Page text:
This synagogue was built by the Jewish citizens of Irkutsk in 1882. It has gone through several restorations, as several fires left only walls standing. Each time, the synagogue was rebuilt, and repainted with the same light blue color. Nowadays, the synagogue is not just another place of worship. It is a cultural center for the Jewish community, and it has its own library, a kosher kitchen and a charity meal center.
This Sunni mosque has an interesting story to tell, too. The stone building of the present days was built in the early 2oth century to replace the old wooden one. The 20s and 30s of the Soviet rule were hard on religion, but the parishioners managed to preserve their mosque as a place of worship until the early 40s. During the 80s, a fire destroyed the mosque. Renovation began 10 years later and still goes on. However, the mosque still functions, and anyone who follows the etiquette of visiting mosques can go inside.
Spaso-Preobrazhensky (Transfiguration) Church and the “Red” Church
After your visits to the mosque and the synagogue, go to Volkonsky lane and walk towards the Transfiguration Church. The history of this church is closely connected with the Decembrists. From 1845 to 1855, the parish hosted the families of Sergey Volkonsky and Sergey Troubetskoy. The church held marriage ceremonies for the daughters of Volkonsky and Kuchelbecker families and held funerals for Peter Mukhanov and Nikolai Panov. During the Soviet times, the church building hosted the city archives and the library. Nowadays, it hosts daily morning and evening prayers once again.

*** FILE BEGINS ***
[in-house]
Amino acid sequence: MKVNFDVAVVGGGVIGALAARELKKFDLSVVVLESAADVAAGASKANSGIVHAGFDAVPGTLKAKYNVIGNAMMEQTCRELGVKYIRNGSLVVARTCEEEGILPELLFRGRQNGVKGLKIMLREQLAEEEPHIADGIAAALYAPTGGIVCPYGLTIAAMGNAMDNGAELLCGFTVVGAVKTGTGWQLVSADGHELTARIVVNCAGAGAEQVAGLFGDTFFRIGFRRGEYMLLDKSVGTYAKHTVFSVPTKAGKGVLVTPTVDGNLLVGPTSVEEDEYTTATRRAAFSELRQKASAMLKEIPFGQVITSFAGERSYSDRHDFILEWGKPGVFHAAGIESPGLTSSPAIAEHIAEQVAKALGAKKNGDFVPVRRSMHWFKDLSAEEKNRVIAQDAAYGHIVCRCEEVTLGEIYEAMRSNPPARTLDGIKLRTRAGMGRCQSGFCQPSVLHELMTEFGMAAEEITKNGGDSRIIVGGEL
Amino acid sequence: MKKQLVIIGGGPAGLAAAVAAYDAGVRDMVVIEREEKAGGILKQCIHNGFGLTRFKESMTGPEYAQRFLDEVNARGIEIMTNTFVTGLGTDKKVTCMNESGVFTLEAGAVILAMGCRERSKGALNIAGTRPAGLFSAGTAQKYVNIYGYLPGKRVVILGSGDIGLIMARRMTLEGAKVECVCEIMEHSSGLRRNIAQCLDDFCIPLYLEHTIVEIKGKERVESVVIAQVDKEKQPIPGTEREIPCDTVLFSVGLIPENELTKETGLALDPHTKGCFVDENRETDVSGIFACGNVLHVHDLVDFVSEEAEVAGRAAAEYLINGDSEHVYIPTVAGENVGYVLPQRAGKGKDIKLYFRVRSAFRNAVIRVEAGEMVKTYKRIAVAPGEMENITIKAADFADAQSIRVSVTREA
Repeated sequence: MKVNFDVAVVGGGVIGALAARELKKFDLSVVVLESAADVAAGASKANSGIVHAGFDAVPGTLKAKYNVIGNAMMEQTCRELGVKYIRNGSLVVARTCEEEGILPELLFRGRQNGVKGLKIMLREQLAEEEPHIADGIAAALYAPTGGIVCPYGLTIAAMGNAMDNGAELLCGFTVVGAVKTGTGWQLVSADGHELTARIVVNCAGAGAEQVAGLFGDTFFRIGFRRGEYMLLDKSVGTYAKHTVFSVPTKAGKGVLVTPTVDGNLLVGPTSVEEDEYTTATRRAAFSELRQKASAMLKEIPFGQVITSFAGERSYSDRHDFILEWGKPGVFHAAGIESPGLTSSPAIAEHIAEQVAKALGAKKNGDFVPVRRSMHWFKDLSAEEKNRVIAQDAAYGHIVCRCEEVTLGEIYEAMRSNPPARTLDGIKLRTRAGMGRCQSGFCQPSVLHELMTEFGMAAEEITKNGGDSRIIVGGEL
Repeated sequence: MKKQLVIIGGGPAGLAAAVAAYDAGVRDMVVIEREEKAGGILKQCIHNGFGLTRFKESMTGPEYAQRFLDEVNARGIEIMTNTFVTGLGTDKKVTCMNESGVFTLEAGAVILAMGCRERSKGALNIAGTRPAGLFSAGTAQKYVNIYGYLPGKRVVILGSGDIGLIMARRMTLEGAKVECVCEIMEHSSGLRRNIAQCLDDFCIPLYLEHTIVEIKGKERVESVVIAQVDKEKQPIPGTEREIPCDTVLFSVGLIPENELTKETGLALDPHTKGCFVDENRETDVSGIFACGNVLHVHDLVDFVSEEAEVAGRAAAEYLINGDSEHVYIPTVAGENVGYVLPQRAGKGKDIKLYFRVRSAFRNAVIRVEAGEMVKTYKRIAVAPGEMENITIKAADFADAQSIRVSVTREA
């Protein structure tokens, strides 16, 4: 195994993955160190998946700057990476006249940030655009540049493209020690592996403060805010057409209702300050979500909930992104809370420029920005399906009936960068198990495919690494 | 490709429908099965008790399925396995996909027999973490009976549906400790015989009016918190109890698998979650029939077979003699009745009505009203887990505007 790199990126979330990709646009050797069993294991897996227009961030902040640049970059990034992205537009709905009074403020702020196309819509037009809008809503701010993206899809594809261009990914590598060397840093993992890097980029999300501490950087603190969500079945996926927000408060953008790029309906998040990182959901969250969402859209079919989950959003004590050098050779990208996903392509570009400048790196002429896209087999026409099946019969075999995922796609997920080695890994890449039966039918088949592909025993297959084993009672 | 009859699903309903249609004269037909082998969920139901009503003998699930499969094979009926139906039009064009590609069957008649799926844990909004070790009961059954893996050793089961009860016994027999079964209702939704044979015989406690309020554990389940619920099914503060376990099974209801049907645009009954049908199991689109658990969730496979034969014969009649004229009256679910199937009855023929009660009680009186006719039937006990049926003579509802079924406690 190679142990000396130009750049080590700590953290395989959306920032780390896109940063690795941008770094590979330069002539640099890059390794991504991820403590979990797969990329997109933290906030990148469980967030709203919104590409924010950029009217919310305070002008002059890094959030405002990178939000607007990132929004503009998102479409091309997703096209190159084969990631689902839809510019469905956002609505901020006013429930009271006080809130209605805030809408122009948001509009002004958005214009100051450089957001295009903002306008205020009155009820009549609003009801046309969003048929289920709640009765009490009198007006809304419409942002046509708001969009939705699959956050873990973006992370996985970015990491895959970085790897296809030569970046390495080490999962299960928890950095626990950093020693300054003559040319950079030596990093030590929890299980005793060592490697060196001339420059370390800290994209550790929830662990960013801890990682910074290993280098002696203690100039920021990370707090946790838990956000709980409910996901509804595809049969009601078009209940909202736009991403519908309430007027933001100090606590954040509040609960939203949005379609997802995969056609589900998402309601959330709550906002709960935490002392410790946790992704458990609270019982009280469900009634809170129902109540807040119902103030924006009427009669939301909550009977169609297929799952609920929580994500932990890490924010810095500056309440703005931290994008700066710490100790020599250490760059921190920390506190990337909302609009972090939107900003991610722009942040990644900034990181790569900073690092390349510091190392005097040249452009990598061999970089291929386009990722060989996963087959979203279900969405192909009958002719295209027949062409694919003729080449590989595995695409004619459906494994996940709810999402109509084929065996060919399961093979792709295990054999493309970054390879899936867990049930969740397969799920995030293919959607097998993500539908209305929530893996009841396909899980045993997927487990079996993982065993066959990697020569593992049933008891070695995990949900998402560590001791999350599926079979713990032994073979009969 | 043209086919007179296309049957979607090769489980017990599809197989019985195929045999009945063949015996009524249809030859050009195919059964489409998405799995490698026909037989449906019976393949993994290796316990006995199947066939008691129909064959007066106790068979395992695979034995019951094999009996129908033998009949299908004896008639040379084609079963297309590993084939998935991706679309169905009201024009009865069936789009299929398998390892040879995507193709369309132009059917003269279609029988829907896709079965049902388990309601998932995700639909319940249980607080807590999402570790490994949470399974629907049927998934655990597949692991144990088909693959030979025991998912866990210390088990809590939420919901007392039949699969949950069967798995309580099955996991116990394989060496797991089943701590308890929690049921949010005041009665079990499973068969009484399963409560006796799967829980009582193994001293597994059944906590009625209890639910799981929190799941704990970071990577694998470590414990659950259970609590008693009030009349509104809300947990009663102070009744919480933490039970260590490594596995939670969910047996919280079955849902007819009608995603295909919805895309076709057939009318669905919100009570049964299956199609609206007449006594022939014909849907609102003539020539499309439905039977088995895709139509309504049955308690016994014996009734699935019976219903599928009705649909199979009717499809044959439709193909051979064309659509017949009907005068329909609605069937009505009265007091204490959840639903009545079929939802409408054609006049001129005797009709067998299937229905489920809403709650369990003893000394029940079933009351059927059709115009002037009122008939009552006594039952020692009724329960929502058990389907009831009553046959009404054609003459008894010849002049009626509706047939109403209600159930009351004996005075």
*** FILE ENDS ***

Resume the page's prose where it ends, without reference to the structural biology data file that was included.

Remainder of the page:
Kazan Church (Barrikad St., 34) is your next destination. The people refer to it as the “Red Church”, noting the beautiful color of its walls. The foundation for this stone building was laid in 1835, and the construction took 57 years. The church, opened on Easter 1892, is magnificent. The lights at night make it look particularly spectacular.
Znamensky Nunnery, “Litvintsevsky” Church, a Datsan, the Catholic Cathedral and a church near the railway station
You’ll probably want to take a break from walking on feet after your visits to the previous churches of our route. Use public transportation to save time and conserve strength.
Znamensky Nunnery to Nikolo-Innokentievsky Church
Znamensky Nunnery (Angarskaya St., 14) is one of the most important places of worship in Irkutsk. The nunnery keeps the relics of the first Irkutsk bishop. Buried by the walls of the nunnery lie the Troubetskoy princess and her children; an explorer and the founder of the Russian America Grigory Shelikhov; and the writer Valentin Raspitin. The first Russian monument to Kolchak stands nearby, and the nunnery itself is stunningly beautiful inside and out.
How to get there
Walk from the “Fuchika” bus stop near the Kazan Church and travel
to the “Remeslennoye Uchilishe” bus stop by one of these buses: 105, 122, 123, 124, 131
The final point of the route stands 360 meters away from the Irkutsk railway station, which is convenient for those who plan to leave the city after seeing the churches. Nikolo-Innokentievsky Church (Profsoyuznaya St., 45a) is the last Irkutsk church that was build in the classical architecture style. During the day, the plain building, its modest decor and a landscaped area around the church look unremarkable. But when the lamps light up at night, the view becomes magical.